Where is the sun?

Where is the sun?

Lauren van der Meer4/18/22

Where is the sun?


This isn’t a really hard question, the sun is in the sky…sorry about that. 


My real question is where is the sun in your yard? 


Knowing where the sun is in your yard and knowing how long you get sun for in these areas can help you plan for a garden that will flourish. All plants need sun but some have evolved to need less than others and if these plants get too much sun they won’t flourish and may even die. Likewise plants that have evolved to need a lot of sun will be equally as upset when placed in a garden too shady for them. 


Plants placed in areas where they are not meeting their sun or shade requirements are more susceptible to pests and diseases so knowing how much sun an area gets can help you plan what plants will grow the best. This is a great first step before planning a garden. It’s easy to get excited about a new plant and not realise that you have no suitable place to put it, only to have it wither away after receiving too much/not enough sunlight. 


To determine if your garden is full sun or full shade check the areas during morning, mid-morning, and throughout the day until dusk. The easiest way to do this is to pick a sunny day that you have free and set a timer for every two or so hours,  keep a little notebook to check - sun or shade and track throughout the day. You will be able to easily determine if you are full sun, full shade or a partial sun or shade. 


Full Sun or Full Shade. 

These are the easiest areas to determine. If you have full shade you are likely to have tall trees around your home or more along the south side. Full sun will have fewer tall trees or trees that are mostly on the Northern side of your home.  Full sun areas will have sunlight from at least 10 am until around 5 pm or later. These areas will receive the hottest sun of the day and will benefit from plants that are drought tolerant and/or specifically bred for full sun. Full shade locations will get the morning sun but then be shaded fully from the afternoon sun or at least for a full 6 hours. These plants will be shade tolerant and will not tolerate any of the hot full afternoon sun without burning or crisping on their leaves, even if they are in full shade the rest of the time.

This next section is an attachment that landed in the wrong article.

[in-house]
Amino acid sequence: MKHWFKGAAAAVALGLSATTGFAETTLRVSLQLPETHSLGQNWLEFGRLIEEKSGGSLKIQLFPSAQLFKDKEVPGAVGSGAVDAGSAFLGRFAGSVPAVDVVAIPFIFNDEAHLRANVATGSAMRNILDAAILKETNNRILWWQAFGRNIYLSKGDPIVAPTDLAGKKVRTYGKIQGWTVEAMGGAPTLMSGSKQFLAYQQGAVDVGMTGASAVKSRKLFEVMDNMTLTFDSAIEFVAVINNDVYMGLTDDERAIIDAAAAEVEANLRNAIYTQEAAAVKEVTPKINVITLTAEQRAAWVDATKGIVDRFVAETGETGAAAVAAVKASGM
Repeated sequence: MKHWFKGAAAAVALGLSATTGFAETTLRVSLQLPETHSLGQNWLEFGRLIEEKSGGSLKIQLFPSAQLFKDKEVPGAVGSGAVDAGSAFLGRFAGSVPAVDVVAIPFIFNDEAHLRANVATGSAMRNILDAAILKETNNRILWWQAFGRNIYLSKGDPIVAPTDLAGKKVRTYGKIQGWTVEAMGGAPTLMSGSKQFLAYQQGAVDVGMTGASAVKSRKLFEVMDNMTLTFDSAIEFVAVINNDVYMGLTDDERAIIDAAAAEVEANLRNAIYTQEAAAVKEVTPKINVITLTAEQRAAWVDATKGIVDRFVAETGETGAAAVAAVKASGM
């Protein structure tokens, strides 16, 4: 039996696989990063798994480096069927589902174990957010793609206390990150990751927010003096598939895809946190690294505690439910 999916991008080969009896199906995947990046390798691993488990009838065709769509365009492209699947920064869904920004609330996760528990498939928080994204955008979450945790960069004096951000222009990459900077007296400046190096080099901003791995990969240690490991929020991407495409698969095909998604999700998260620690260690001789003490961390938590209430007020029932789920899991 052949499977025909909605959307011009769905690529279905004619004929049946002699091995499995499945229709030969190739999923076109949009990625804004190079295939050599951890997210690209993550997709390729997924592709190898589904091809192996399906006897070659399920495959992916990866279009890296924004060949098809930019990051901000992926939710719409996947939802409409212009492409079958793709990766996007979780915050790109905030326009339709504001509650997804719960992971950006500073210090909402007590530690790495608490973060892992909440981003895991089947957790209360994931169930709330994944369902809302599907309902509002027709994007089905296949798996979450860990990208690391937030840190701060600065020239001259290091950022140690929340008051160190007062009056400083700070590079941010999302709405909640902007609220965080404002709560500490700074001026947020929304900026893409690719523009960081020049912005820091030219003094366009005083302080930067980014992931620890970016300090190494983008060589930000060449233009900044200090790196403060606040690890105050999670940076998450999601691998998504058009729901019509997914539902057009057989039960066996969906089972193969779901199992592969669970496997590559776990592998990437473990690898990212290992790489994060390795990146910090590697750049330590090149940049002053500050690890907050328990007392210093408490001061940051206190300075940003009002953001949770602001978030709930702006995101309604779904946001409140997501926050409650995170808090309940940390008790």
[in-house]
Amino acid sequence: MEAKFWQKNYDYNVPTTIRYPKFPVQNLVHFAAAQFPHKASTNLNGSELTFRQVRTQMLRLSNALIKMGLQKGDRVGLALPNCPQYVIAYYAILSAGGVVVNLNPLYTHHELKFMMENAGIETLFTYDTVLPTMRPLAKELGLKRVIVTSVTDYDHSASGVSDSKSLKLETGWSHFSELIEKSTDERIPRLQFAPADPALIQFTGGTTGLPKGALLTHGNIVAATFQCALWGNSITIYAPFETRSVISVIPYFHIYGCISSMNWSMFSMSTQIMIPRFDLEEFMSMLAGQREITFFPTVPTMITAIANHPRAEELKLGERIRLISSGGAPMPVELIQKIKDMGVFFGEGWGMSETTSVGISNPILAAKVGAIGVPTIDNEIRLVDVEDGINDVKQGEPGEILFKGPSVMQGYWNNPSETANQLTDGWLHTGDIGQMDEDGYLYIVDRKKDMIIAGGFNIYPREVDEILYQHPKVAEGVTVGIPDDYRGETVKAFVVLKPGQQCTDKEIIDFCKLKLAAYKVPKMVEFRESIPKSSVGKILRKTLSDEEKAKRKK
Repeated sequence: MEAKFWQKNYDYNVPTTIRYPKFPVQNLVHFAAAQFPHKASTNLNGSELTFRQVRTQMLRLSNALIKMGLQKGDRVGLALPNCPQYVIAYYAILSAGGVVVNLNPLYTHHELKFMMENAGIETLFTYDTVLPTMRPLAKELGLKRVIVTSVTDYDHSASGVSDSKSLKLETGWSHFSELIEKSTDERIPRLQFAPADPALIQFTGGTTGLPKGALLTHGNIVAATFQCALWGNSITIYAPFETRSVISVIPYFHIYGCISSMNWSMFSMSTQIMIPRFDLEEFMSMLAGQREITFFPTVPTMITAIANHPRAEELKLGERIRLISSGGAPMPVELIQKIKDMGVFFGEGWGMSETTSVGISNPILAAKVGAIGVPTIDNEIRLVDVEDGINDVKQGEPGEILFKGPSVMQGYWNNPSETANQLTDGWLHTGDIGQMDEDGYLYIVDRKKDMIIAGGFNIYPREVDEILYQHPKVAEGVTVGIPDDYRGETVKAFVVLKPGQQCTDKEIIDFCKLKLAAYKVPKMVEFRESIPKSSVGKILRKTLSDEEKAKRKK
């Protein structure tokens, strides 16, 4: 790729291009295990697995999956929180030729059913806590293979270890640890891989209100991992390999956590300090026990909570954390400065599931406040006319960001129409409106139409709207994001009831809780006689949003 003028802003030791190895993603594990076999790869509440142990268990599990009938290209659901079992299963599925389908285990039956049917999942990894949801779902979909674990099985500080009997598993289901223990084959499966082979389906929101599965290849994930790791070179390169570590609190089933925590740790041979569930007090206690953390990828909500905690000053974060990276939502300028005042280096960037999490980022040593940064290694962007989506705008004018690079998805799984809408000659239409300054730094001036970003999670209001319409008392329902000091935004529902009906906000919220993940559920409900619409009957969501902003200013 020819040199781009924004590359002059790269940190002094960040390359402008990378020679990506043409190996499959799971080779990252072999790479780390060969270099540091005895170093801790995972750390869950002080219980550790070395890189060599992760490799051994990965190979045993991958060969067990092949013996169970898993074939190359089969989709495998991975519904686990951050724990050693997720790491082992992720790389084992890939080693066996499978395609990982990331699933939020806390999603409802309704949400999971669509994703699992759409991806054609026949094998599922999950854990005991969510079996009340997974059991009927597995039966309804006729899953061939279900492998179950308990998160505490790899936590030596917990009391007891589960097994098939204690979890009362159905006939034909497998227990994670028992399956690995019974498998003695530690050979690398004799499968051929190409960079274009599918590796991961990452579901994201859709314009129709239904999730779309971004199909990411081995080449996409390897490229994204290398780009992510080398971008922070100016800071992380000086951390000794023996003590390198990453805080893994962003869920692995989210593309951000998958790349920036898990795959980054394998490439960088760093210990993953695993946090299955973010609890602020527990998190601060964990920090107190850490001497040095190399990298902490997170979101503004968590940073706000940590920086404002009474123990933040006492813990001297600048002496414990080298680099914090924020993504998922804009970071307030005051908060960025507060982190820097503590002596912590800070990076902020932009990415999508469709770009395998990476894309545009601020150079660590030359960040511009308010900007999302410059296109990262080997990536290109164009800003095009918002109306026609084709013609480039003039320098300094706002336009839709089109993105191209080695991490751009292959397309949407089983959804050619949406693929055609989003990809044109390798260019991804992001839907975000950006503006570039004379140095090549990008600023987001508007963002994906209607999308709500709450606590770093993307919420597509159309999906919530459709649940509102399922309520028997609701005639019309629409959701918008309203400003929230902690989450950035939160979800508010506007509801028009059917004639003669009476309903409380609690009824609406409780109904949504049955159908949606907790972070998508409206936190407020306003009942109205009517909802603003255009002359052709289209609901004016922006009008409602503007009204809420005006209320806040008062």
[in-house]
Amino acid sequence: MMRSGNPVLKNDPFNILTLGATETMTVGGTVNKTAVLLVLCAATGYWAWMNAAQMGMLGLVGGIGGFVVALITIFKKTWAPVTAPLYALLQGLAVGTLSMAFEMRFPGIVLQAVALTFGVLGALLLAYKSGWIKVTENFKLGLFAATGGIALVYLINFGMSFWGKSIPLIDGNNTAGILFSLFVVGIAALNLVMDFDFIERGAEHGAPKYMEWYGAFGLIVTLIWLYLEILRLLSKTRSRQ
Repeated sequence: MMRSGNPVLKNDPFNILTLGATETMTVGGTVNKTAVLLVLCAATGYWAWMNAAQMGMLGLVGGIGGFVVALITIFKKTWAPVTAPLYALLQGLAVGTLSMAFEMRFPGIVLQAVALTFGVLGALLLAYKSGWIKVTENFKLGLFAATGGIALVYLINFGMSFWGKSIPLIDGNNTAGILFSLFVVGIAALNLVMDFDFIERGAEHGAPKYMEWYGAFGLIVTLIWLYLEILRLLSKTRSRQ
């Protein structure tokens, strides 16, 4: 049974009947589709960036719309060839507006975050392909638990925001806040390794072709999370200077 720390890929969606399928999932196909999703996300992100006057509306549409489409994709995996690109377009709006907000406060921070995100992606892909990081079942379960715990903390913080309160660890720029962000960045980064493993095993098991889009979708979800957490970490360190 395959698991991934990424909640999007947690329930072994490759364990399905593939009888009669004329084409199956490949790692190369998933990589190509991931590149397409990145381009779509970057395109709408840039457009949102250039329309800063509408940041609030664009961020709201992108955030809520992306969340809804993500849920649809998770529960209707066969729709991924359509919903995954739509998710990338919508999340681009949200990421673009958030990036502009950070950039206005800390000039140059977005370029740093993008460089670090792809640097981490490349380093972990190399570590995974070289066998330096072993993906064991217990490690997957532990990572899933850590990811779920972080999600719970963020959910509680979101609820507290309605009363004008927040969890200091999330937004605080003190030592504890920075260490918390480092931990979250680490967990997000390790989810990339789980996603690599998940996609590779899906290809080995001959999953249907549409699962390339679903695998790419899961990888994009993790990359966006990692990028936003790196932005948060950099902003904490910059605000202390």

Part shade or Part sun

You would think that these are the same thing but actually they are opposites. Part shade plants are plants that can handle mostly shade with a little bit of sun. They may be able to take full sun for a little while but are still at risk of burning if they dry out. These plants are not drought tolerant and will need to be kept mulched and well watered if put in an area that is sunnier than shadier. Part-sun plants are plants that can handle a bit of shade but prefer mostly sun. They will usually do OK in a shadier area but will be susceptible to overwatering and will not like full shade. This means that they will most likely not bloom and may become ‘leggy’ as they stretch for the sun.  


I hope that these guidelines can help you plan for a garden that will really prosper. Although it can be disappointing to realise your garden is too shady/sunny for the plant you really want there are a few ways you can alter your surroundings so that your desired plant can thrive. The easiest way is to make shade where there is sun. A new tree, shrub or even a garden wall or screen can give your shade plants the extra hour or two of shade they need to thrive. Sun is a little harder but you can always look for trees that can be pruned to allow more light in or think about creating a garden bed in a different area that has more light. 


Whatever you choose I wish you happy gardening!